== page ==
Tuesday, October 6, 2020

Tuesday This And That

Some mixed reviews on the Herb Alpert documentary, “Herb Alpert Is …” …

We heard from nearly two hundred FH readers after we sent out the notice about the free screening on Thursday Night on Herb’s website, all saying that they knew absolutely nothing about it until we clued them in.  (It is currently available to view on Amazon Prime and iTunes but there is now a charge to do so.)

A hopeful Frank B wrote in to ask …

kk …

What are the chances of Herb doing a live performance tonight …

of the whipped cream album cover?


I think I know what cover you’re talking about … I’ve seen it before once or twice … not sure exactly where … but I’m sure SOMEBODY out there has been featuring it!

Naturally, this was a topic of discussion during the show.  Herb said how, about a month and a half after the album first came out in 1965, a reporter / reviewer approached him, raving and raving about how much he loved the new LP … going on and on about the cover.

Herb asked him what he thought about the music INSIDE the cover … and he admitted that he hadn’t listened to it yet.

Another commentator told how he would sneak into his mother’s bedroom to sneak a peak at the album cover …

And we have covered COUNTLESS times here in Forgotten Hits the impact it had on all us 10-12 year old boys at the time.  (Hey, I STILL like it!!!  Lol)

But the music inside is pretty darn good, too.  “A Taste Of Honey” topped the charts all over the country … and the title track is still one of my all-time favorites.

But the hidden gem on this LP is Herb’s stripper-vamp version of “Love Potion Number Nine” … it’s simply outstanding!  (kk)


Glad you sent me this notice.  I missed the LIVE time but have been able to replay it.  He's a FAVORITE.   

They were booked to play The Arie Crown Theater at McCormick Place in Chicago until it burned on January 16, 1967.  I planned to go, but hadn't yet bought tix.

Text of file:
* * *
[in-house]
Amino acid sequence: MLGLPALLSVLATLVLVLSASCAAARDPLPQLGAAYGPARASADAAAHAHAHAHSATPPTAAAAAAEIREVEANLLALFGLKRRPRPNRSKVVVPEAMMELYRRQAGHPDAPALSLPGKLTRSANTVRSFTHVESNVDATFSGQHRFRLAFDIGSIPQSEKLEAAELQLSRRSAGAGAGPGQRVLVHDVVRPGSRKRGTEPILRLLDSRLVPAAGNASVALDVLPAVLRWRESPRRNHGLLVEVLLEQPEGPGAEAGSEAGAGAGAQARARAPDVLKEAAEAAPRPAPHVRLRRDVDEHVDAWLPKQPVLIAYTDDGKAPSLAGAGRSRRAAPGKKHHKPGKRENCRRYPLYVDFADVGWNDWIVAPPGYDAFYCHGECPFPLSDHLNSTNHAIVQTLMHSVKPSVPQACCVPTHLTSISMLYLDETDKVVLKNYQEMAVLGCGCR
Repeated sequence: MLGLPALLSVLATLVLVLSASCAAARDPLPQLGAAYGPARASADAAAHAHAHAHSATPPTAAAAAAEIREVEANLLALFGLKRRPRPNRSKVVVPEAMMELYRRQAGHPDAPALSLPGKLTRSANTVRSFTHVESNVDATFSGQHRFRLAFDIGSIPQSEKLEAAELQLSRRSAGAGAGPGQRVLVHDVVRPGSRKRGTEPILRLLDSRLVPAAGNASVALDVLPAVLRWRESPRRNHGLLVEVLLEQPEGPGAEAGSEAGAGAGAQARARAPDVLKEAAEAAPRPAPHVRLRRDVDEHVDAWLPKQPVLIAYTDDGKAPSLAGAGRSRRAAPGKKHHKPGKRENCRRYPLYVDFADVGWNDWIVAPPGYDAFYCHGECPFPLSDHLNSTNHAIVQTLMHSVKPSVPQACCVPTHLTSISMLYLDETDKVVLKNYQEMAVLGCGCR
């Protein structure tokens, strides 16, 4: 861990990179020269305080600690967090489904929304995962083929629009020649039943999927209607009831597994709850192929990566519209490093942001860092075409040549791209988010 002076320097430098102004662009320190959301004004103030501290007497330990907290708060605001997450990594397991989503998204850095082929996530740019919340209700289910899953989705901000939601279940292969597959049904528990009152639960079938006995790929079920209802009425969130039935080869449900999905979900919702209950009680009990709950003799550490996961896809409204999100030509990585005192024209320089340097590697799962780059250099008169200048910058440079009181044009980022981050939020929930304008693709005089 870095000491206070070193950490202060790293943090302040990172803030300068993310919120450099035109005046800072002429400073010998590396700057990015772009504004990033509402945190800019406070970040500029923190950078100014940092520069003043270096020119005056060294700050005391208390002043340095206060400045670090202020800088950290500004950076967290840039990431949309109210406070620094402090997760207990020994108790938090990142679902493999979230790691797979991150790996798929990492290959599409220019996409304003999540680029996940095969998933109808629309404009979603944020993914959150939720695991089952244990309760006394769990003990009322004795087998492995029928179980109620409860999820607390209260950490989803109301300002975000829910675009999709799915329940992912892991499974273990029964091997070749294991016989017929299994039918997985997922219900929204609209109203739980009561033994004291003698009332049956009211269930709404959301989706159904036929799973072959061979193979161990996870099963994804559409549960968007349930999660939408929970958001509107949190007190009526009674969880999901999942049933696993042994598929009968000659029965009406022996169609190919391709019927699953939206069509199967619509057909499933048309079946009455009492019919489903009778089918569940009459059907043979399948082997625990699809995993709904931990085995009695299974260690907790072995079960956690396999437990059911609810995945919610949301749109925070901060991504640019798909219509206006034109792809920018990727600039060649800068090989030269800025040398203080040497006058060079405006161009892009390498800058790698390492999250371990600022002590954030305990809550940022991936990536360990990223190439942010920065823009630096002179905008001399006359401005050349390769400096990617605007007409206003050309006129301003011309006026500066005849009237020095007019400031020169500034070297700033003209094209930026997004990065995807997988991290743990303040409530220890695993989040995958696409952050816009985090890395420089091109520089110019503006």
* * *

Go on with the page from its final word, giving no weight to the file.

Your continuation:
JR Russ


Thank you so much for sending me this Herb Alpert notice.  I would have had no idea that this was even happening were it not for Forgotten Hits.



Just watched the Herb Alpert documentary. 

Brought me back to a 1966 Fairfax High School auditorium gymnasium benefit concert by Fairfax graduate Herb & The TJB gave to the students with the proceeds going to Mexican earthquake relief. It was loud and the sound bounced off the walls of the room. 

Herb came back to the campus yearly. He was close friends with our principal, Dr. James Tunney. The event made a big impression on me. A guy from our school had sold more albums than the Beatles' "Rubber Soul."  And the man with the trumpet was handing over the monies from this booking to help repair a neighboring country devastated by an earthquake. 

In 1966, I then became more aware of the music-makers that came from Fairfax. Phil Spector, Timi Yuro, Jerry Leiber, Elliot Ingber, Annette Kleinbard, Marshall Leib, Russ Titelman, Wild Man Fischer, Allan Sherman, David Anderle, Steve Douglas, Shel Talmy, Mo Ostin, Steve Barri and PF Sloan.

We all had Dr. Homer Homel as a choir teacher. I recall being invited with some students for a field trip to A&M Records. Unlike everyone else, I didn't want to be a band on the label and didn't have a demo tape in my coat pocket. I just wanted to see their offices and newly built recording studio.  

Herb Alpert once did a TV special on the Fairfax High campus around 1969. He was accessible to the students. and had driven his own car into the lot where I was walking around with a red headed girl named Leslie. She was a fan of Eddie Hodges.  We used to dance to Motown records.  Fifty years later we're still in occasional contact.